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Spine surgery under awake spinal anesthesia: an Egyptian experience during the COVID-19 pandemic

Mohamed Fawzy M. Khattab, David A. W. Sykes, Muhammad M. Abd-El-Barr, Romaric Waguia, Amr Montaser, Sherief El Ghamry, and Youssry Elhawary


Despite tremendous advancements in biomedical science and surgical technique, spine surgeries are still associated with considerable rates of morbidity and mortality, particularly in the elderly. Multiple novel techniques have been employed in recent years to adequately treat spinal diseases while mitigating the perioperative morbidity associated with traditional spinal surgery. Some of these techniques include minimally invasive methods and novel anesthetic and analgesic methods. In recent years, awake spine surgery with spinal anesthesia has gained attention as an alternative to general anesthesia (GA). In this study, the authors retrospectively reviewed a single-institution Egyptian experience with awake spine surgery using spinal anesthesia during the COVID-19 pandemic.


Overall, 149 patients who were admitted to As-Salam International Hospital in Cairo for lumbar and lower thoracic spine surgeries, between 2019 and 2020, were retrospectively reviewed. Patient demographics and comorbidities were collected and analyzed. Visual analog scale (VAS) and Oswestry Disability Index (ODI) scores were assessed at different time intervals including preoperatively, immediately after surgery, and 1 year postoperatively. Patient satisfaction was queried through a questionnaire assessing patient preference for traditional anesthesia or spinal anesthesia.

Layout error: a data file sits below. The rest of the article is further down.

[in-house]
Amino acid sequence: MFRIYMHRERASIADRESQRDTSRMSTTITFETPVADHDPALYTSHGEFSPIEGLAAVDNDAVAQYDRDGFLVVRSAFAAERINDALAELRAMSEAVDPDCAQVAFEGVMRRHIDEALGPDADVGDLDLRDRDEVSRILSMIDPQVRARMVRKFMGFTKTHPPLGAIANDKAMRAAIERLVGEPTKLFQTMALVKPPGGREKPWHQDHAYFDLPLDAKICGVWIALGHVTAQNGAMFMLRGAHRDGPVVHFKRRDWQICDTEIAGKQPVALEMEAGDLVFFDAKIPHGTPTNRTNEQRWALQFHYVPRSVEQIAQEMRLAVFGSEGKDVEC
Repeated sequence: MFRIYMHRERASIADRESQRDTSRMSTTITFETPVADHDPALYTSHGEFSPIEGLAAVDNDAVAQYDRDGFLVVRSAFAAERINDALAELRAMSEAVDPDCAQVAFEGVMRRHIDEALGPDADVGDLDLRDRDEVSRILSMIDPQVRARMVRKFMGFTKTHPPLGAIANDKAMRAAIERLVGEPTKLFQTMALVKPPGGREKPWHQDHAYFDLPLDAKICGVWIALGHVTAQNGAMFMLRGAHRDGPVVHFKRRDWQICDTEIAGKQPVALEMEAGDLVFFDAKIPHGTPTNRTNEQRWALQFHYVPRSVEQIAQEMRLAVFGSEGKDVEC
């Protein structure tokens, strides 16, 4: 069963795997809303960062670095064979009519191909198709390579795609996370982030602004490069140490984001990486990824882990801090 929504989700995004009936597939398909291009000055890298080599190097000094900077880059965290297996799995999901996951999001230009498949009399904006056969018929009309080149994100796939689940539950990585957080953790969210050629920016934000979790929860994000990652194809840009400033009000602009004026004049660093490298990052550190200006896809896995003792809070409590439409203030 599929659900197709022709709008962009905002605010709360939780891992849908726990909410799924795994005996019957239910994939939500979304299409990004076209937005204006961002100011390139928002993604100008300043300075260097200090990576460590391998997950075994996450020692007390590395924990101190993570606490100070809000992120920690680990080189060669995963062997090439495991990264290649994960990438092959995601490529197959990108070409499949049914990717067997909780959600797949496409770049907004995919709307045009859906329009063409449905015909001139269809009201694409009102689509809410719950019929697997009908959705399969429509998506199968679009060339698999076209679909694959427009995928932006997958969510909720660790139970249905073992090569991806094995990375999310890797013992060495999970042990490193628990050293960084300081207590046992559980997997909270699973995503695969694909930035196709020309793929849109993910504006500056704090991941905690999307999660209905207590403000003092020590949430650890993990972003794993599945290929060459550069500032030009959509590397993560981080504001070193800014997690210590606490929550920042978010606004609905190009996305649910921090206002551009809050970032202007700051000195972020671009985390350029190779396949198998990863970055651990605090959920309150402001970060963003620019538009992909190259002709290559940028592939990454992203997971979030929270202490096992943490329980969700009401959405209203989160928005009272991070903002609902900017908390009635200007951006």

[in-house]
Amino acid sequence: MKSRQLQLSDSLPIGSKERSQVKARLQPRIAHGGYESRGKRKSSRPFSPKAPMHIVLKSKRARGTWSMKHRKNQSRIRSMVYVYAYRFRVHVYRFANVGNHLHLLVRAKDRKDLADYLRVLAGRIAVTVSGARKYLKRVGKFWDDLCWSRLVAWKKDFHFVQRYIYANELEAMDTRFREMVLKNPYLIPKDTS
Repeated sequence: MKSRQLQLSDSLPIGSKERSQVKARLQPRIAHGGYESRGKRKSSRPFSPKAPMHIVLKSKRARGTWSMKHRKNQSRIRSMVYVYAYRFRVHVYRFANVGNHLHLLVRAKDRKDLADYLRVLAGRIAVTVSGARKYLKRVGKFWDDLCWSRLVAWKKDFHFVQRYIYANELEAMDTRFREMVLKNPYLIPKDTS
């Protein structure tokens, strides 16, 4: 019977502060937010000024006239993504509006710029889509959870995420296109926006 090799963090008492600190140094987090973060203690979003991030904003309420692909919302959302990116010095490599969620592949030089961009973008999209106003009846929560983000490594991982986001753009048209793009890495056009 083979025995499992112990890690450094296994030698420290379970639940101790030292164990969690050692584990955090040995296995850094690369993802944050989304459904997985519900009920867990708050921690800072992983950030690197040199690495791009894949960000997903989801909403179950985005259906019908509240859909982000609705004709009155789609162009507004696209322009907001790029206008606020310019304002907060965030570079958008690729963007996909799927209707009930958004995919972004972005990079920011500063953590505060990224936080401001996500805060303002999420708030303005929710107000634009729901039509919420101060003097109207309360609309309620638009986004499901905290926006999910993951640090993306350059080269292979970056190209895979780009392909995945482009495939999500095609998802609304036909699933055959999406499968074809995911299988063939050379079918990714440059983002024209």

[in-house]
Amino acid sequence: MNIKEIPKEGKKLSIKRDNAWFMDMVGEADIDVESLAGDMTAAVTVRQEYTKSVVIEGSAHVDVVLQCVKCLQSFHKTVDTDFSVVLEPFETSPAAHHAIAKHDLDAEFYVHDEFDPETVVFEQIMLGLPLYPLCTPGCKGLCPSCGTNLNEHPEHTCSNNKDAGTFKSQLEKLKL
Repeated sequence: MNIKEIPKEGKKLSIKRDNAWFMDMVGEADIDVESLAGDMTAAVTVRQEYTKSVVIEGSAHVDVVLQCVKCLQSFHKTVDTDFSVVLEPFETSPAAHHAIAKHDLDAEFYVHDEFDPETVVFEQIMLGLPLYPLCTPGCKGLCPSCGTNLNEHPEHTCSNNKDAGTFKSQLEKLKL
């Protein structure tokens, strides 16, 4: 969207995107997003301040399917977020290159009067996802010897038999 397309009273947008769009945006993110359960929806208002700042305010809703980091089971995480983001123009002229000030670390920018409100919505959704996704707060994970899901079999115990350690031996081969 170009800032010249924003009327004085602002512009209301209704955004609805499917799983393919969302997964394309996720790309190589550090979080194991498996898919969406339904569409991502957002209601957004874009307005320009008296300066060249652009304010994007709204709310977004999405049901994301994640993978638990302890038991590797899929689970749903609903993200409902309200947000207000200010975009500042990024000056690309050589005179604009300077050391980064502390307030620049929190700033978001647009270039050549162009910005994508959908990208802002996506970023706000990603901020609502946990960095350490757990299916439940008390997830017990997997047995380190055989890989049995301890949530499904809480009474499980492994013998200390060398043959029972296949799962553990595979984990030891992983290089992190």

Of the 149 patients who successfully received spine surgery with spinal anesthesia, there were 49 males and 100 females. The cohort age ranged from 22 to 85 years with a mean of 47.5 years. The operative time ranged from 45 to 300 minutes with a mean estimated blood loss (EBL) of 385 ± 156 mL. No major cardiopulmonary or intraoperative complications occurred, and patients were able to eat immediately after surgery. Patients were able to ambulate without an assistive device 6 to 8 hours after surgery. Decompression and fusion patients were discharged on postoperative days 2 and 3, respectively. VAS and ODI scores demonstrated excellent pain relief, which was maintained at the 1-year postoperative follow-up. No 30- or 90-day readmissions were recorded. Of 149 patients, 124 were satisfied with spinal anesthesia and would recommend spinal anesthesia to other patients. The remaining patients were not satisfied with spinal anesthesia but reported being pleased with their postoperative clinical and functional outcomes. One patient was converted to GA due to the duration of the procedure.


Patients who received spinal anesthesia for awake spine surgery experienced short stays in the hospital, no readmissions, patient satisfaction, and well-controlled pain. The results of this study have validated the growing body of literature that demonstrates that awake spine surgery with spinal anesthesia is safe and associated with superior outcomes compared with traditional GA. Additionally, the ability to address chronic debilitating conditions, such as spinal conditions, with minimal use of valuable resources, such as ventilators, proved useful during the COVID-19 pandemic and could be a model should other stressors on healthcare systems arise, especially in developing areas of the world.